I left early to help proctor an exam John was giving to English high-school teachers. He is our full-time teacher trainer here in Mongolia, and the exam will give him an idea of his future students' strengths and weaknesses. Liz and Kelly were also present and accounted for, as was a teacher-training colleague of John's, Nicole of Vancouver. Fifty teachers were asked to take the exam, but fewer than twenty showed up. Each one of us corrected four or five exams with the teacher sitting next to us, running through their mistakes with them and elucidating any points relating to grammar and comprehension. Most of them are retrained Russian-language teachers, so John and I had to resort now and again to Russian for those whose skills are at a beginner or low-intermediate level.
However, half-an-hour before all this took place, I went to a Konica photo shop to have some passport pictures taken for Monday, when Buman will rob us of our passports and hold them for ransom at the Immigration Office. The shop is located just east of the main square, where a military review, marching band and all, was underway. I regretted having to leave for work, but when I returned three hours later to pick up my pictures, the review was just ending. There were about fifteen fifty-man units altogether (air force, army, and paratroopers, I believe, judging from their uniforms, notwithstanding my complete and utter ignorance of all things military), each with its own flag, and each with its own commanding officer who later stepped forward to accept something - I couldn't quite make out what it was from my distance. Flapping in the wind - another rainstorm was brewing - were three flags: the ubiquitous, and very pretty, Mongolian flag; another navy-blue flag bearing a stylised white eagle; and between them, a baby-blue banner with nothing on it, symbolising, I imagine, Mongolia proper, "The Land of Blue Sky".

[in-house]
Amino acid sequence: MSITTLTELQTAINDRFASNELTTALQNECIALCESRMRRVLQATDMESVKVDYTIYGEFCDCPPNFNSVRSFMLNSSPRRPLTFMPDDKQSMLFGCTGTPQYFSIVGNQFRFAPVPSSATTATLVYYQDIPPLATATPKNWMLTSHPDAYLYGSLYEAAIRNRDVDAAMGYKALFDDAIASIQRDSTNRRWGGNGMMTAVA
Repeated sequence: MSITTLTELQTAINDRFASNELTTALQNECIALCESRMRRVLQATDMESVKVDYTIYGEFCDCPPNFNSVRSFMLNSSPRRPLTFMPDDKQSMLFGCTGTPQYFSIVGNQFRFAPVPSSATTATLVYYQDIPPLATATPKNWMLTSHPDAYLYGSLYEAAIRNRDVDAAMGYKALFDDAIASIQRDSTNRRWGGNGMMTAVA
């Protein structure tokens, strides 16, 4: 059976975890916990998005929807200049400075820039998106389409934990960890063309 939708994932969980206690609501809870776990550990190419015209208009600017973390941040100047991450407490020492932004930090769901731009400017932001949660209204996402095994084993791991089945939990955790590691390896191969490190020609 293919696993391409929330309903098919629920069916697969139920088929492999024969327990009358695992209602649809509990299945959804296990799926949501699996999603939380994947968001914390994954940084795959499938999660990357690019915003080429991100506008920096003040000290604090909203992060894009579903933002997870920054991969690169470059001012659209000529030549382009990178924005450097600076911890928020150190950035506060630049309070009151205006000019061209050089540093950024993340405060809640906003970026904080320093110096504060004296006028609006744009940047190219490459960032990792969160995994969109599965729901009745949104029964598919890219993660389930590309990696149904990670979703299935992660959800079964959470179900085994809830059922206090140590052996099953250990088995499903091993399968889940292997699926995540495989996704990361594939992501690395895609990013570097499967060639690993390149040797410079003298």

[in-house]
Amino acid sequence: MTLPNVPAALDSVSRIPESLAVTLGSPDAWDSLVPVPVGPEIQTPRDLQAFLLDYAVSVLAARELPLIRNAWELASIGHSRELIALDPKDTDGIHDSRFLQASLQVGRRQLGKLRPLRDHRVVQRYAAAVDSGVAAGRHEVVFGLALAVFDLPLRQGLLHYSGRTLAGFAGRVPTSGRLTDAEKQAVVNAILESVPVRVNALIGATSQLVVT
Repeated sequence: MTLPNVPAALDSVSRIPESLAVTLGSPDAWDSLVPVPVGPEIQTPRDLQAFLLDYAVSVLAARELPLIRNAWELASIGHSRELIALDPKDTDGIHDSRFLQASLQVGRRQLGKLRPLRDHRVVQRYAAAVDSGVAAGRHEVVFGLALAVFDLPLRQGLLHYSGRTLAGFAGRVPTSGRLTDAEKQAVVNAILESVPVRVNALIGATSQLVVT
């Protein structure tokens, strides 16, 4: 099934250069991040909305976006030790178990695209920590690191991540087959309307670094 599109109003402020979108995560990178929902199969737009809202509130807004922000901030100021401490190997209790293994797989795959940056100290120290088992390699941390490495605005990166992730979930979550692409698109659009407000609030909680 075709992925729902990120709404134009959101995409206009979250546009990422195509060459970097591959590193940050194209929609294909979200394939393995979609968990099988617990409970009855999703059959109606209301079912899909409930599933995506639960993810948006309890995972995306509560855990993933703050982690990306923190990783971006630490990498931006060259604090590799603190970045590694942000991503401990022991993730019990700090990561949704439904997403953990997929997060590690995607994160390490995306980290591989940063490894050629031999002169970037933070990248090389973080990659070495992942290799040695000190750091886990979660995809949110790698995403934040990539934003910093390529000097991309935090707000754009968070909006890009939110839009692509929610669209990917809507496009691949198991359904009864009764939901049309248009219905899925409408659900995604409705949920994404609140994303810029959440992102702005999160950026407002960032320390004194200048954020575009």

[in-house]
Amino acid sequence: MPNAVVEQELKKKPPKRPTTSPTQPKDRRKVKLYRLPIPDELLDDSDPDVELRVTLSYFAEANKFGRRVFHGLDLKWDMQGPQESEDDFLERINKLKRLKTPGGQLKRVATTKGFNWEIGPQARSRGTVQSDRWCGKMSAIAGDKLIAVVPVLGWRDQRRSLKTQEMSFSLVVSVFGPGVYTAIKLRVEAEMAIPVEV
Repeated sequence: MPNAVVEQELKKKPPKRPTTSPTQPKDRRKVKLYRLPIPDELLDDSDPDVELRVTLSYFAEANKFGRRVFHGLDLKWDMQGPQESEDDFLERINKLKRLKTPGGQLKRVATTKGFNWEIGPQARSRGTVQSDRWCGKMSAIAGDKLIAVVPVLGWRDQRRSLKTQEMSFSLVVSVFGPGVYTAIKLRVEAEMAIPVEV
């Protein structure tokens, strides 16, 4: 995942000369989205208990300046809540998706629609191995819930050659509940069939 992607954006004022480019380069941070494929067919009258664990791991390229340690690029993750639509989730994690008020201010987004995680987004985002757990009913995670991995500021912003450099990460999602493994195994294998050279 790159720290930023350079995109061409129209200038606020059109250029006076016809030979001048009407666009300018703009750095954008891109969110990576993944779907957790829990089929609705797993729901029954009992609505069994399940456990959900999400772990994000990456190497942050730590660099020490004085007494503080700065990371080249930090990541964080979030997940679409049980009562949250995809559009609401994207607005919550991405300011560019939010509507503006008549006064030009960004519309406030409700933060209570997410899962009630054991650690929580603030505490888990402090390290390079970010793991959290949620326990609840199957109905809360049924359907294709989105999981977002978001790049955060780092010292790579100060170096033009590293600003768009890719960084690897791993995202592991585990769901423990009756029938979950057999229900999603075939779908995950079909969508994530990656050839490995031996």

Hungry, and with an hour left to kill, I decided to try out the food at Rendez-Vous, the French restaurant not far from the Soros office. Satisfactory meal, but not great. I then joined Sun-duk in front of Yonsei Hospital, where we awaited our ride to Ulaanbaatar College, where the Korean community meeting was to be held.